Review: Assassin’s Creed: The Golden City (#1) by Jaleigh Johnson

Rating: 10/10


A young emperor’s life hangs in the balance in ancient Constantinople, and only the Brotherhood of Assassins can save him, in this action-packed historical adventure from the award-winning Assassin’s Creed universe

Constantinople, 867 – A murderous plot is afoot. Assisted by the Order of the Ancients, the emperor schemes to assassinate his son and throw the city into chaos. In response, the Hidden Ones have dispatched Assassin acolyte Hytham to join his mentor, Basim Ibn Ishaq, to infiltrate the palace and foil the emperor’s plan. But that is not his only mission… Hytham’s brotherhood have entrusted him with uncovering where Basim’s true loyalties lie and whether the master Assassin’s personal obsessions outweigh his sense of duty. For Hytham to succeed, he must tread carefully, for Constantinople is a city of shadows, and danger hides in all of them.


This is one of the best Assassin’s Creed novels I’ve read. It is a story of assassinations (lots of them!), triumphs, defeat, and glory. The worldbuilding is thoroughly immersed in giving you an idea of the Byzantine World. Or in reality, what the Roman World was. Some believe that Rome fell after the fall of the Western Roman Empire, but it didn’t. The Eastern part of the Empire survived and became the Byzantines. But the Byzantines saw themselves as Romans above all else. Moving onwards, this story made me emotional often between the bonds of characters, the testing of loyalties, and ties to each other.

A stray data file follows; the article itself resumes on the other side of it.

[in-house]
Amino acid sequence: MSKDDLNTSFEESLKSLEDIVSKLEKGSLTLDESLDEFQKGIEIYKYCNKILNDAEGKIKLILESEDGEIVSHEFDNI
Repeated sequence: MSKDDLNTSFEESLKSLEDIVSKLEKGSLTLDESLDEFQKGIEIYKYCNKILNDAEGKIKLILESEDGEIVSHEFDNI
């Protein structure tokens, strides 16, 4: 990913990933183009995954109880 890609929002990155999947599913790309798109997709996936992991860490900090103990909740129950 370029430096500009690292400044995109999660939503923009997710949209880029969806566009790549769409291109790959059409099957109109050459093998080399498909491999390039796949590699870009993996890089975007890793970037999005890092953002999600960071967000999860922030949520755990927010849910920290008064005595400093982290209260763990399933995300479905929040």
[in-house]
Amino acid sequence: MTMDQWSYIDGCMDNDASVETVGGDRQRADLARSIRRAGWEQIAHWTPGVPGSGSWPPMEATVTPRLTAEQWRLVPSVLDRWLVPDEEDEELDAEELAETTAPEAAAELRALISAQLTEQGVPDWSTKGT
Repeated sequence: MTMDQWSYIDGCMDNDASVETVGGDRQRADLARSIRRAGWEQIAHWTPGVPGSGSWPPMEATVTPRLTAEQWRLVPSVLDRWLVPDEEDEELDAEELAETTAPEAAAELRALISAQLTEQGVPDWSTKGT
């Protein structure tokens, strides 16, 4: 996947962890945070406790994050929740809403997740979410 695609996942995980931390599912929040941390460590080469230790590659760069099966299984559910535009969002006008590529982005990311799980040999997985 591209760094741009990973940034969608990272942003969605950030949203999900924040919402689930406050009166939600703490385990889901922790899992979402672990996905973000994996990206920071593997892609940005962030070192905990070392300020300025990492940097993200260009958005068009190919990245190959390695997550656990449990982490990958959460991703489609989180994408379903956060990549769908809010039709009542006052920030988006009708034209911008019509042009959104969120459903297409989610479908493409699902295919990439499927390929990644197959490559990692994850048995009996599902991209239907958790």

It is a strange world, where one must be commanded to do the things that one would never do. That is the work of the Assassins and the Templars, locked in an ever-eternal struggle to fight over who controls the power of the day. And I really like that Jaleigh expanded Hytham’s character and gave us more, for which I felt he was an underrated character in Assassin’s Creed Valhalla. Basim is a character that you would never be able to trust, and at the same time has this omnipresence throughout the entire novel.

There is not a moment where you will feel that Basim isn’t at your side. And Hytham is struggling to trust Basim, for this mentor of his has hidden secrets. Love, loyalty, and protecting Leo are the three themes I would make for this novel. And you will begin to like Leo and Hytham’s relationship, for you will see Hytham caring for a boy that is surrounded by threats, and by an arrogant father that does not respect his son. You will experience the drums and roars of the Hippodrome, the powerful presence of the Varangian Guard, and the deadly Order of the Ancients. The combat is so well written, that I felt I was an Assassin within that very world.

You cannot trust barkeeps after all, nor can you trust what goes on in the palace. Nor can you trust those who are your friends either. For that dark presence has its eyes and ears everywhere. One thing that Jaleigh really did excellently was humanizing the royalty of Byzantium, and I liked Leo’s mother, Empress Eudocia Ingerina. One should not underestimate her ability to wield power behind the scenes, and she was more secretive than I would have bargained for. The story is excellently paced and extremely well written. I would love to see Jaleigh write more Assassin’s Creed novels in the future. I really am a fan of her writing, and her historical research shows throughout the entire novel. This is a 10/10 from me.

As of note, this novel made me really wish that we would one day explore the city of Roman Constantinople in Assassin’s Creed. In the future, Assassin’s Creed as a series will go to many settings in the future. India, the Aztec Empire, Japan, Infinity, 16th century Germany, the Abbasid Realm, etc. It is an exciting time now to be an Assassin Creed fan, irrespective of anything else in my opinion. Mirage will prove to be an excellent game, and I think the novel did an excellent job showcasing what could happen within it.


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